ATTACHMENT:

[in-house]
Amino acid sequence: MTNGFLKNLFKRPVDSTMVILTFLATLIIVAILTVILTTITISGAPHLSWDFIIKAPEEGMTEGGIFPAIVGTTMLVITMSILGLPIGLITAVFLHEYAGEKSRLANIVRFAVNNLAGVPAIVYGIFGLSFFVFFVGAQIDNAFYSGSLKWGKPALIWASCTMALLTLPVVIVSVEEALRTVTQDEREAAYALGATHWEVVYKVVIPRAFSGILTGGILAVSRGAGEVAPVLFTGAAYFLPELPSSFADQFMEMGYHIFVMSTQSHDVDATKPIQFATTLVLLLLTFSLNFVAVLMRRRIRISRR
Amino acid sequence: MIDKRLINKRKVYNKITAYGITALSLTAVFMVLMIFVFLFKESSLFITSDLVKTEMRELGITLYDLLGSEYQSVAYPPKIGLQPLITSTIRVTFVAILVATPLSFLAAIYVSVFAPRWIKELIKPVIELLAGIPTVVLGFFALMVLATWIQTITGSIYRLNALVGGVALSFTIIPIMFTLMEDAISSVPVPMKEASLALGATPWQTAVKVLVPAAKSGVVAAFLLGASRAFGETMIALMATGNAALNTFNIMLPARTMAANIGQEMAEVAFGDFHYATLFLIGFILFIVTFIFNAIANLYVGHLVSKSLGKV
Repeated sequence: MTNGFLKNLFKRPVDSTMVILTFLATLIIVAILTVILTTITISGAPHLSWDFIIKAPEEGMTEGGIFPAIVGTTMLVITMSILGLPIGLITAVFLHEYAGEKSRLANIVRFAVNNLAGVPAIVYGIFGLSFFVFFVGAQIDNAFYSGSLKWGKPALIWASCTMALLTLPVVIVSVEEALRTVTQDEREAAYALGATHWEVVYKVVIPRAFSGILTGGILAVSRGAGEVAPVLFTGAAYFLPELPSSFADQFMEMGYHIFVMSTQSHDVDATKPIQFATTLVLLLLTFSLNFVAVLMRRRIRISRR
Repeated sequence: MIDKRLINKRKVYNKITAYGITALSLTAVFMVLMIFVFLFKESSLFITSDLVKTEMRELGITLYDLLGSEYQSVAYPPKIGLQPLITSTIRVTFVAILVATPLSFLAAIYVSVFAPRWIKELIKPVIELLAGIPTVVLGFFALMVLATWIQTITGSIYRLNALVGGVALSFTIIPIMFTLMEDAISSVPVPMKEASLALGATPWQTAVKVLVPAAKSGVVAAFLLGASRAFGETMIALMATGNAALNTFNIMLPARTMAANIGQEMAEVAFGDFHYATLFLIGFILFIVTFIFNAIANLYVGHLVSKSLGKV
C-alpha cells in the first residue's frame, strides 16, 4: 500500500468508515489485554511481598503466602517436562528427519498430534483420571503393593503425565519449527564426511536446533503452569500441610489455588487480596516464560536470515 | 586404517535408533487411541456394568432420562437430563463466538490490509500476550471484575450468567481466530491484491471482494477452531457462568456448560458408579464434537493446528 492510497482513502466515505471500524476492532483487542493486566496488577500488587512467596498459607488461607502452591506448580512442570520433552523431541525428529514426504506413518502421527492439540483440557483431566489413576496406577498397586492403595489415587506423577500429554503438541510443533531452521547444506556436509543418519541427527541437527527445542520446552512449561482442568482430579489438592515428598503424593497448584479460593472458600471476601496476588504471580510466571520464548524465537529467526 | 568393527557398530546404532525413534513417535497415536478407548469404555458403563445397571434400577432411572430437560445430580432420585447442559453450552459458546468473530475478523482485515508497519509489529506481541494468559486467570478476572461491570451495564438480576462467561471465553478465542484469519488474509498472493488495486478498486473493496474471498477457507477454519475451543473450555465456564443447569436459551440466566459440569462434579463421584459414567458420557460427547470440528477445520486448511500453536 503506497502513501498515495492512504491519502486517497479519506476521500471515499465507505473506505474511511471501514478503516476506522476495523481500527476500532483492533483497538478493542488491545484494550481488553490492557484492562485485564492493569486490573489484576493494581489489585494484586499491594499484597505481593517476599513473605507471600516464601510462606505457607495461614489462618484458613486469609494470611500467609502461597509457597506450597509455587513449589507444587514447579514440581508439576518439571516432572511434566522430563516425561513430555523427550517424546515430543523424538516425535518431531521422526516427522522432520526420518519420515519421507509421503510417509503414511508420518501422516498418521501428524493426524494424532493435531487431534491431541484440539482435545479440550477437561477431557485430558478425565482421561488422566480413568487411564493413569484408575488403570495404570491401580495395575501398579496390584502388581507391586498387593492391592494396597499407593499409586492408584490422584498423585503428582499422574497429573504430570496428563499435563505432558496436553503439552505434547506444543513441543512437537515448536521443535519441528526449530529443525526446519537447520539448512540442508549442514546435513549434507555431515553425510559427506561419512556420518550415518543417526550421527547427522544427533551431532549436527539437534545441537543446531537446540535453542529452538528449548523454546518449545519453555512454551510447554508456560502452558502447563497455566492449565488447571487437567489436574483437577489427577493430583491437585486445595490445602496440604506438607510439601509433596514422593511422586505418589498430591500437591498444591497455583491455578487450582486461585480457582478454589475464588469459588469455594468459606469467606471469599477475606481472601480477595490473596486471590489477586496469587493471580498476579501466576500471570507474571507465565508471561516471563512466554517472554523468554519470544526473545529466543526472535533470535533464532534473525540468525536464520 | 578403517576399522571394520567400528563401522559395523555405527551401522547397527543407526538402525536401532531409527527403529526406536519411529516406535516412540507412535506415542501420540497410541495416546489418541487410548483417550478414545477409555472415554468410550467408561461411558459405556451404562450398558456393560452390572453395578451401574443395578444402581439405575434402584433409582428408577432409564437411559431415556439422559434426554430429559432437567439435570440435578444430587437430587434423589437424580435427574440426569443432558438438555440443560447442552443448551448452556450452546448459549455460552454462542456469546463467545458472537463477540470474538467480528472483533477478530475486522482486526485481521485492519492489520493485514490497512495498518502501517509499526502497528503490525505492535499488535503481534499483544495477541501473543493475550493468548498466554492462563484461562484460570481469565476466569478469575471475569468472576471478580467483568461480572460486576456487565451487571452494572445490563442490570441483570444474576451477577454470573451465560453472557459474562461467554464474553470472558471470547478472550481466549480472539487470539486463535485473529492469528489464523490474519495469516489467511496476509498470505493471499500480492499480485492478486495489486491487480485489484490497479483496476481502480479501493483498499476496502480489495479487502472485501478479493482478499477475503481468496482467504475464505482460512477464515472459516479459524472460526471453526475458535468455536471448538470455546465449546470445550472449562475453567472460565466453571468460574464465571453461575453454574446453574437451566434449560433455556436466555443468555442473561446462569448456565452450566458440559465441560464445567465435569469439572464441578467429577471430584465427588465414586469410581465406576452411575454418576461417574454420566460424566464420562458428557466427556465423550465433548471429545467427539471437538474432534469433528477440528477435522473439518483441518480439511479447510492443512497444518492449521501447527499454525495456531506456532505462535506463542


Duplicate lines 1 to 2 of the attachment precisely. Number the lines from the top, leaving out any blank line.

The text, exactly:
[in-house]
Amino acid sequence: MTNGFLKNLFKRPVDSTMVILTFLATLIIVAILTVILTTITISGAPHLSWDFIIKAPEEGMTEGGIFPAIVGTTMLVITMSILGLPIGLITAVFLHEYAGEKSRLANIVRFAVNNLAGVPAIVYGIFGLSFFVFFVGAQIDNAFYSGSLKWGKPALIWASCTMALLTLPVVIVSVEEALRTVTQDEREAAYALGATHWEVVYKVVIPRAFSGILTGGILAVSRGAGEVAPVLFTGAAYFLPELPSSFADQFMEMGYHIFVMSTQSHDVDATKPIQFATTLVLLLLTFSLNFVAVLMRRRIRISRR